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The "Standard of Ur" from ancient Mesopotamia

The "Standard of Ur" from ancient Mesopotamia

04 February 2010

You got to walk that lonesome valley

Like dying, becoming a writer is a journey you have to walk by yourself, and, as the old spiritual says, nobody else can do it for you.

Friends, relatives, and other writers can support you, critique you, encourage you, mentor you, advise you, nag you. They can pass your name along to agents and editors. They can praise your work to everyone who will listen. In the end, though, you alone walk the valley, book in hand, and discover whether it ends in failure or success.

It’s not only the dying and the writer who have a lonely path. So do those who watch on the sidelines. Remaining behind when a loved one dies or seeing a friend’s first book hit the bestseller list (or flop miserably) is a soul-searing reminder of how acutely alone each of us is in the world. We cannot selflessly take the other person’s place to save them pain; we cannot selfishly take their place to savor their joy. We are separated by a gulf so deep that no bond of love or hate can span it.

No wonder that a writer’s success creates such a wide range of responses. Friends may be proud, angry, ecstatic, or jealous, or take the writer’s achievement as a good or bad portent for their own future, or feel awkward about the new gap between them, or all of the above.

You’re probably wondering about now whether this meandering post has a point. Why, yes, it does. When we know how alone each of us is at some moments of our lives, doesn’t it make sense to help and encourage each other when we can? As J.K. Rowling proved, we writers are not in competition with each other for a limited number of book slots; good books create new readers eager for more good books. Any one of us, by being successful, can create opportunities for others.

Let’s be gentle on ourselves and other writers. We may each walk alone, but we’re in this together.


Sidney said...

A very good thought.

Bernita said...

Well said.

"good books create new readers eager for more good books."
A practical point not often made.

ninthmuse (roz m) said...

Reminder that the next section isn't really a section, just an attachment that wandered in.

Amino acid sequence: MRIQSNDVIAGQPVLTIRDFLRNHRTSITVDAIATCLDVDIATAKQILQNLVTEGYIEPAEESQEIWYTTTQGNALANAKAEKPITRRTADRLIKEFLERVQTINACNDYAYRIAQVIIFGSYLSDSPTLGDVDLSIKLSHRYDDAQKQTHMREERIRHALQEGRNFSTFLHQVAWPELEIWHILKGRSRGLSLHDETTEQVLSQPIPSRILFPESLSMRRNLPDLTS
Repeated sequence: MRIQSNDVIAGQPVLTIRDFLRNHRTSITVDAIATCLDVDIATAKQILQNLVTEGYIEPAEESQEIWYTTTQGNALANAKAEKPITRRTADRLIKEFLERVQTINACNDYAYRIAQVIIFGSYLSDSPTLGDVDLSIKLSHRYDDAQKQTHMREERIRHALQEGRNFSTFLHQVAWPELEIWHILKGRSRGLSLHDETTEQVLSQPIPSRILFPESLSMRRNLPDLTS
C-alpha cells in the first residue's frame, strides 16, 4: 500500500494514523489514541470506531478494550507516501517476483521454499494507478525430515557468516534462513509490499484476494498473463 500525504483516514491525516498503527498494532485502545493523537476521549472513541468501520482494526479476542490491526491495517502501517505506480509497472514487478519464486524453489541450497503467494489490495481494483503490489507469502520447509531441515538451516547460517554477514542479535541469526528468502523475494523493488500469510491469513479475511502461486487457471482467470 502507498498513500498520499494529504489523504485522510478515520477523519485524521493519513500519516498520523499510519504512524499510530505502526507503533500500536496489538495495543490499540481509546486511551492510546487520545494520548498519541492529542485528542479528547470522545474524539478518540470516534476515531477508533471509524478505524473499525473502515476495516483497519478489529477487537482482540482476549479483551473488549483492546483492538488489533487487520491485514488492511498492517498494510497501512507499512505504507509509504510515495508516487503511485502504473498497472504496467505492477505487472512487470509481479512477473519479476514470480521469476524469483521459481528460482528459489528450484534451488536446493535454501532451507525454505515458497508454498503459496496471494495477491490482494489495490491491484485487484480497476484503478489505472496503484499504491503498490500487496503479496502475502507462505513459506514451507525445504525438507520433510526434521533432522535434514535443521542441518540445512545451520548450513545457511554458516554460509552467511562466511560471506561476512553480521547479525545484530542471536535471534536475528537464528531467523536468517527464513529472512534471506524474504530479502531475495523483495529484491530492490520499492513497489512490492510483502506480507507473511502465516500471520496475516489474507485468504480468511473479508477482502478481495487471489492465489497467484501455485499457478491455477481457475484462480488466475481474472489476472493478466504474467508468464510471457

Well said, indeed.

Charles Gramlich said...

Good point. I think one of the reasons I chose writing is because it really did allow me to work toward a personal thing, an item that no one else would completely share. But of course we are never totally alone. And sharing feels good.

Shauna Roberts said...

Thank you, SIDNEY, BERNITA, ROZ, and CHARLES, for your comments.

Lana Gramlich said...

Great point, of course. It applies in the art world, as well. Unfortunately there's SOOOO much competition in my immediate area that it's more like dog eat dog. <:(

Heather Albano said...

Beautifully written.

Steve Malley said...

As you've probably noticed, I've been missing a fair bit lately-- typing my way down that Lonely Road myself. :)

Just wanted to stop in to say congratulations on the Saints winning the Super Bowl.

Now I also need to say thanks for one hell of an inspiring thought! I'll be back soon to catch up... :D

Scott said...


Well put.

Shauna Roberts said...

LANA, there's a dog-eat-dog mentality among many writers too, as if there's only one bone. It's sad, when we should be helping each other, not only for the benefit of our souls but also for the benefit of readers and literature and each other.

HEATHER and SCOTT, thank you.

STEVE, may your journey through the valley be filled with joys and surprises. I need to visit your blog and catch up; you always inspire me. Maybe now that I'm going to take some snow days (see my post of 12 February), I can become a regular reader again of all the great blogs I've been missing.